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Tuesday, January 20, 2015, Magh 7, 1421, Robiul Awal 28, 1436 Hijr

Protesters urge expulsion of French envoy in Iran
Chechnya holds huge anti-cartoon rally
Published : Tuesday, 20 January, 2015,  Time : 12:00 AM,  View Count : 15
TEHRAN, Jan 19 : More than 2,000 Iranians protested on Monday outside the French embassy in Tehran, chanting "Death to France" and urging the ambassador be expelled because of a cartoon of the Prophet Mohammad (SM).
The demonstration was in response to French satirical magazine Charlie Hebdo's use of the cartoon in an edition published a week after 12 people were killed by Islamist gunmen at its Paris offices.
The image has angered many Muslims as depictions of Mohammad (SM) are widely considered forbidden in Islam, and has triggered protests in Asia, Africa and the Middle East, some of which turned deadly.
Iran denounced the Paris massacre but it also condemned the magazine's new cartoon, where the prophet holds a "Je suis Charlie" sign under the heading "All is forgiven".
Plans for Monday's protest led the French ambassador to announce that the embassy, located in busy downtown Tehran, would be closed all day.
The gathering, organised by students but attended by all age groups, was given a heavy security detail of around 150 Iranian police, and although noisy it passed off peacefully after two hours.
One speaker said the demonstration was to "condemn the insult of Charlie Hebdo," but also to denounce that "the embassy forces women to remove their veils to get a visa".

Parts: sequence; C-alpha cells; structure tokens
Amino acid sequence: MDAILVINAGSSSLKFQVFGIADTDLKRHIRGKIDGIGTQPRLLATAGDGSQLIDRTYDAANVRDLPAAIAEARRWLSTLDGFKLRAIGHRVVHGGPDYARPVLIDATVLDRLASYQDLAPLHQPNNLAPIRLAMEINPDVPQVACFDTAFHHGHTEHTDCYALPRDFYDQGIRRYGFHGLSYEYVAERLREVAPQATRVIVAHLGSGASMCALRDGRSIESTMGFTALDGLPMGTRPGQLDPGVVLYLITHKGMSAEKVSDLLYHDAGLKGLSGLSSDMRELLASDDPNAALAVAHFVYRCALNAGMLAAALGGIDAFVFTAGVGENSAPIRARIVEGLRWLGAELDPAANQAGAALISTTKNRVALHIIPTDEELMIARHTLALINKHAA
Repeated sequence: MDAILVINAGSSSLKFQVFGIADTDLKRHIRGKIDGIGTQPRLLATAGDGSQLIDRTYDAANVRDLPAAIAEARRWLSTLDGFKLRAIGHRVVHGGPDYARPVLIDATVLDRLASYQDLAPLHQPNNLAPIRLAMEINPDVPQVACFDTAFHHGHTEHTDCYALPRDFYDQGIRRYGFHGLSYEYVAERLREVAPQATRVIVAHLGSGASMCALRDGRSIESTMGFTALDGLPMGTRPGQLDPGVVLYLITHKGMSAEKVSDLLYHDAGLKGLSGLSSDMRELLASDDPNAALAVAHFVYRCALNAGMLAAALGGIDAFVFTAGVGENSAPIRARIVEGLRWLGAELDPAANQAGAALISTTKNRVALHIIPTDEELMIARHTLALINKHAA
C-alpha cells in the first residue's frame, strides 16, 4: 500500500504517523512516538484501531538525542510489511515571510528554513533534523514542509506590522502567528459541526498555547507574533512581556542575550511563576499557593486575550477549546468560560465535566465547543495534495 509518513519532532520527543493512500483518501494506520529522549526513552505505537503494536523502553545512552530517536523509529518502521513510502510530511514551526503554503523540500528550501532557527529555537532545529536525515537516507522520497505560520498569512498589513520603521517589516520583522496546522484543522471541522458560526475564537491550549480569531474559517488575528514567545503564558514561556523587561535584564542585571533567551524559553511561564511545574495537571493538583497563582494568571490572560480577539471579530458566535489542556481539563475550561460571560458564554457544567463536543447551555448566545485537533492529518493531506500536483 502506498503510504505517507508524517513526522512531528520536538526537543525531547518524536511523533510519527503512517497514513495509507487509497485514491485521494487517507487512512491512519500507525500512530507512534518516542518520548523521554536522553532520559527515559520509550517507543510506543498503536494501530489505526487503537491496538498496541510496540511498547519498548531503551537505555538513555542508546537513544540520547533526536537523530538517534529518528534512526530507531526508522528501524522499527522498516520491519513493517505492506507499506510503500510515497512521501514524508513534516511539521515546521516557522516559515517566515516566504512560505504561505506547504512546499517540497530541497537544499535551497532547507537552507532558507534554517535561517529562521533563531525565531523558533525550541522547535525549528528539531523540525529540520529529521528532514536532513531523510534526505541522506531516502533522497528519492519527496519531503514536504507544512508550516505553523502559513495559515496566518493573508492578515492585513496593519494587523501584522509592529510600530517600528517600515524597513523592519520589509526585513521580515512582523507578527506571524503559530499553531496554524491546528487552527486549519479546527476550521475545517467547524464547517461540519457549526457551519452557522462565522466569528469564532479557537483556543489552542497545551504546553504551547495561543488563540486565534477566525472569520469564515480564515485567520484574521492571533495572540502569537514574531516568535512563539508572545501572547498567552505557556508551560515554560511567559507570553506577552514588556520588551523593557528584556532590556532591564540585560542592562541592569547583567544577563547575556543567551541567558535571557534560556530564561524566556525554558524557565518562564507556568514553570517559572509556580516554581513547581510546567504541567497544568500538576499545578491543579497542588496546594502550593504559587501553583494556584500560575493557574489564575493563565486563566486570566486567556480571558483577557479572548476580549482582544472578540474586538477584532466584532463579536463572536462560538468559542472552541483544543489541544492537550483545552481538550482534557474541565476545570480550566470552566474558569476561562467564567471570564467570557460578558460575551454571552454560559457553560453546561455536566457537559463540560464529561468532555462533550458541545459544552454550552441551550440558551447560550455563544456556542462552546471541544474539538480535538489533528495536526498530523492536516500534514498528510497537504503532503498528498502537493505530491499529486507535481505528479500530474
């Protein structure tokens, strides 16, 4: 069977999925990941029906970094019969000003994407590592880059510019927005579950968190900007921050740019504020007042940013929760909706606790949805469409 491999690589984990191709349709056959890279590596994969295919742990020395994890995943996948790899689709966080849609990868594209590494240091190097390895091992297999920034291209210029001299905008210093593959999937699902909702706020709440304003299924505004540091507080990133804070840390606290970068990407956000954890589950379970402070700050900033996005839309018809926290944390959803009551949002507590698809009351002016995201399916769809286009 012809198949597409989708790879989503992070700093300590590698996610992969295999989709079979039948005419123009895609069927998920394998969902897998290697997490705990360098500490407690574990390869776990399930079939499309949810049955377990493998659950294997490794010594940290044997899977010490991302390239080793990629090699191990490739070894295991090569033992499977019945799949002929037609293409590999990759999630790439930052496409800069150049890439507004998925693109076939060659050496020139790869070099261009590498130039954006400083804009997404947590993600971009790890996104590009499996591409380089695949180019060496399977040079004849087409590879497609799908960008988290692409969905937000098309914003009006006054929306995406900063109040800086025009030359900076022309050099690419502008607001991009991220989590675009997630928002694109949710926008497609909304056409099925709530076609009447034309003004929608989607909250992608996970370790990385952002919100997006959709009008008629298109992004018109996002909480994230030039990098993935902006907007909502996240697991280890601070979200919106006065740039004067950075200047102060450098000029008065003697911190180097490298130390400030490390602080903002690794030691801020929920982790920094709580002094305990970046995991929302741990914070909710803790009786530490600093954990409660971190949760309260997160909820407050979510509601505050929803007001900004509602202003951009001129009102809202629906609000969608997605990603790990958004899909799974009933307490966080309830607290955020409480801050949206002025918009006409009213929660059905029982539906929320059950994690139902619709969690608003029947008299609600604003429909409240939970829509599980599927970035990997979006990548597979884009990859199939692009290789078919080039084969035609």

Meanwhile, hundreds of thousands of people rallied on Monday at a state-sponsored protest in Russia's Muslim North Caucasus province of Chechnya against the publication of Prophet Mohammad (SM) cartoons in the wake of Islamist attacks in France.
An AFP journalist at the event put the attendance figure at several hundred thousand, while Russia's interior ministry said over 800,000 people had flooded into central Grozny for the demonstration.
45 churches torched in Niger
Forty-five churches were torched over the weekend in Niger's capital during deadly protests over the publication of a Prophet Mohammad (SM) cartoon by the French satirical weekly Charlie Hebdo, police said on Monday.
The protests, which left five people dead and 128 people injured in Niamey, also saw a Christian school and orphanage set alight, Adily Toro, a spokesman for the national police, told a press conference. ?AFP

Editor : Iqbal Sobhan Chowdhury
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